Performance evaluation “is a nationwide issue—and it's an issue that is not going away,” said Norm Solomon, a professor of management at Fairfield University in Connecticut. “I don't think anybody should be surprised that this issue is coming to the fore. The key thing to any evaluation system, particularly in a collective bargaining situation, is to have some buy-in by the union, a sense that this is fair."
For our 90th anniversary, Workforce Management ran two bracket challenges to determine the most important topic in the workplace and in pop culture as it relates to the workforce. The contest took place on our 90th anniversary website (workforce.com/90th). The winners of the tournaments were the Internet for the Workforce Impact bracket and "Seinfeld" for the Pop Culture bracket.
Our readers voted 'Seinfeld' as their favorite Pop Culture topic related to the workplace. Of course, one of the most memorable characters on the show was Elaine Benes' boss, J. Peterman, played by John O'Hurley. Workforce Management recently caught up with the actor to learn the origins of the Peterman character and his working relationship with Elaine.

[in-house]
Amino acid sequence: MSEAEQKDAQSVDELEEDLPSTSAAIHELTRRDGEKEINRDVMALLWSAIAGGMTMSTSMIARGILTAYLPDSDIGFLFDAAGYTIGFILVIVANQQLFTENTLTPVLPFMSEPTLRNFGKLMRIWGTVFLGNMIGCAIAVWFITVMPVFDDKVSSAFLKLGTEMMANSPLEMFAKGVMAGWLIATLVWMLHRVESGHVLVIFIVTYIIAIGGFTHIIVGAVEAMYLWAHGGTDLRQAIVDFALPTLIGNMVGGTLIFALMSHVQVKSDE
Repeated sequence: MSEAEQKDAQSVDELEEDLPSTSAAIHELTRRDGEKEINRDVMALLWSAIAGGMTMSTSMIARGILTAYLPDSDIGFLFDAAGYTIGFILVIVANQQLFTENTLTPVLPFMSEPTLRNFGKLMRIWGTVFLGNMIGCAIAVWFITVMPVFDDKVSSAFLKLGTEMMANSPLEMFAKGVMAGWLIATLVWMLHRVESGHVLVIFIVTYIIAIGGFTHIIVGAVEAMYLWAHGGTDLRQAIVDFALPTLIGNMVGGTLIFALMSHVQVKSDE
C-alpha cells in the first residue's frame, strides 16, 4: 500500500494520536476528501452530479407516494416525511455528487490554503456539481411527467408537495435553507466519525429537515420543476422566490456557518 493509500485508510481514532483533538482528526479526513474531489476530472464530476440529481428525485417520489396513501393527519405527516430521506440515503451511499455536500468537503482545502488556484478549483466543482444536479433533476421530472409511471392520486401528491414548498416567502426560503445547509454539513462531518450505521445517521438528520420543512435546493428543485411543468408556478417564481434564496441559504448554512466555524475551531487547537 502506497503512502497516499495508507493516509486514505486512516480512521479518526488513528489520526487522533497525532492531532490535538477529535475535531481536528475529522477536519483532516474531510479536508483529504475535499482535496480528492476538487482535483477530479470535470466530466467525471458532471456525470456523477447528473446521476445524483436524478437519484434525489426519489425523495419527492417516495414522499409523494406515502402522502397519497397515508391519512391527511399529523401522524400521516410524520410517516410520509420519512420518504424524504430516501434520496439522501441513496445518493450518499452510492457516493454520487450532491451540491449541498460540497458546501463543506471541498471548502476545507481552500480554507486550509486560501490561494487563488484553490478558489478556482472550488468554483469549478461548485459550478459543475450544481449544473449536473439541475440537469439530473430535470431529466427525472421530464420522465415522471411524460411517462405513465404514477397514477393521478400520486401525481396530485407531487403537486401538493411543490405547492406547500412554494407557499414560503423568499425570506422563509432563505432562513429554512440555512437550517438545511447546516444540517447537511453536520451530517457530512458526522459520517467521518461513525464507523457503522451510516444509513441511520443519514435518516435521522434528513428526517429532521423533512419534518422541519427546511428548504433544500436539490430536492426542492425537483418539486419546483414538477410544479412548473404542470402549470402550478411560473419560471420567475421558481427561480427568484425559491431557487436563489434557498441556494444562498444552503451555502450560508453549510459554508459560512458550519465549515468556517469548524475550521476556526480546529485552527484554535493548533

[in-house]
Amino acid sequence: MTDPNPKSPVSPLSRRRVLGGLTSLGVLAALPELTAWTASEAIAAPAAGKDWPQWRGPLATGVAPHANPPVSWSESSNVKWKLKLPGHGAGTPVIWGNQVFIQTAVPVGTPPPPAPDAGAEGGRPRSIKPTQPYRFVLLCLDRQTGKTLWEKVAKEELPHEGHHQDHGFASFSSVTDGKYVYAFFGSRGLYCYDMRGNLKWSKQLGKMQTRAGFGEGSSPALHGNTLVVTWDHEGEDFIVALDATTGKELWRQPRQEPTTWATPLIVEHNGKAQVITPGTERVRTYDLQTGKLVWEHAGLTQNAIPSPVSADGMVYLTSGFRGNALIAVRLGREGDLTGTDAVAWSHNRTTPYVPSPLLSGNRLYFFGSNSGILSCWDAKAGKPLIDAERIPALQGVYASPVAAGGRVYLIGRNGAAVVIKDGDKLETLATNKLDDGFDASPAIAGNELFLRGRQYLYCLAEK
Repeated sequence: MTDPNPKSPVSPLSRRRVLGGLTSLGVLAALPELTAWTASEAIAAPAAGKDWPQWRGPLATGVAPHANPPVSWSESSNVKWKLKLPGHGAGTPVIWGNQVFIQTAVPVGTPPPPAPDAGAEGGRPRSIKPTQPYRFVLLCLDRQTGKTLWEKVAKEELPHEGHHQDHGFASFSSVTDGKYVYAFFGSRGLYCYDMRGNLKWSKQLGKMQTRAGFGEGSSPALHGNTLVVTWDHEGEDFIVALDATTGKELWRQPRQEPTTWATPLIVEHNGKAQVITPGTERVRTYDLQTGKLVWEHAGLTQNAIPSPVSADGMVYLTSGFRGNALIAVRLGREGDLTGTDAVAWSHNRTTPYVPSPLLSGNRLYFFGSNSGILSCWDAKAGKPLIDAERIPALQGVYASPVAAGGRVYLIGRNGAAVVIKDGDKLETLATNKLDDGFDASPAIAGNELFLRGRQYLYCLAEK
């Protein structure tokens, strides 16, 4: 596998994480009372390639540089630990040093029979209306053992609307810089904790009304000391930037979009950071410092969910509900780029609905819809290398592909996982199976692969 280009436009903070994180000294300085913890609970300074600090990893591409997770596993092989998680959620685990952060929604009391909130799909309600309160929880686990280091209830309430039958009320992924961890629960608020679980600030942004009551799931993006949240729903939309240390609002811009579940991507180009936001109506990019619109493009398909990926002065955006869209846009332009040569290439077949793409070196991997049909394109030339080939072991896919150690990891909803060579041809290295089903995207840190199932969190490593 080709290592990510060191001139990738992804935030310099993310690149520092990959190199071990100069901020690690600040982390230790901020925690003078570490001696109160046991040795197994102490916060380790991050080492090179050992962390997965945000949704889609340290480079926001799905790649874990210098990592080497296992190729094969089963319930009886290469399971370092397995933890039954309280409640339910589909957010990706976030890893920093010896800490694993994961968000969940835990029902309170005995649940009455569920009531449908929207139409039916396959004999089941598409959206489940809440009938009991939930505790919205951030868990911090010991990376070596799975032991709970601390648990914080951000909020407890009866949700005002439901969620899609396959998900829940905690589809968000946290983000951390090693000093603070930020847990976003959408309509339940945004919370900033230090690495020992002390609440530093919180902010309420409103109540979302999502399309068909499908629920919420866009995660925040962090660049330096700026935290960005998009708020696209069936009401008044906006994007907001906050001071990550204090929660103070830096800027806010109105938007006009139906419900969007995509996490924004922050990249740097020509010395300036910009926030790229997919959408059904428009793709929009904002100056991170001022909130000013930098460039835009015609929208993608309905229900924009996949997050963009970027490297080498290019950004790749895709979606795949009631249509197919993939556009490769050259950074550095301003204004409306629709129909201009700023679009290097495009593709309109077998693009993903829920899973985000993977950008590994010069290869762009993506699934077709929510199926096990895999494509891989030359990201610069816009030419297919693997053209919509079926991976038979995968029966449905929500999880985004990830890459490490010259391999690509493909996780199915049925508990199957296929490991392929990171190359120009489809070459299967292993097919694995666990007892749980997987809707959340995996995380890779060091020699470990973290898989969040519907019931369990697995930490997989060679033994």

As part of our 90th anniversary, Workforce Management is talking to some of the people and organizations that helped influence today's workplace. In this installment, Workforce Management contributor Richard Rothschild speaks with Kelly Services Inc. president and CEO Carl Camden. For Kelly, it all began with a secretary who couldn't work because she was too ill. Sixty-six years later, it has become a multinational job placement company that finds temporary employment for 530,000 workers annually. With 8,000 full-time employees worldwide, the Troy, Michigan-based company's iconic image remains the “Kelly Girls,” those well-dressed women who would show up for office assignments wearing white gloves. Indeed, many observers still refer to the company with the words, “Oh, you're the Kelly Girls.”
Employees from acquired companies find ways to unite with one another through their affiliation with the English soccer club. The partnership added a new dimension in October with ‘Pass It On,' an employment and client engagement initiative.
At some companies, benefits sweeteners can extend beyond health and dental in an effort to better retain employees even after the job market improves. Some of the less-routine perks include pet insurance, elder care, free personal trainers and a $500 allowance toward a commuter bike purchase.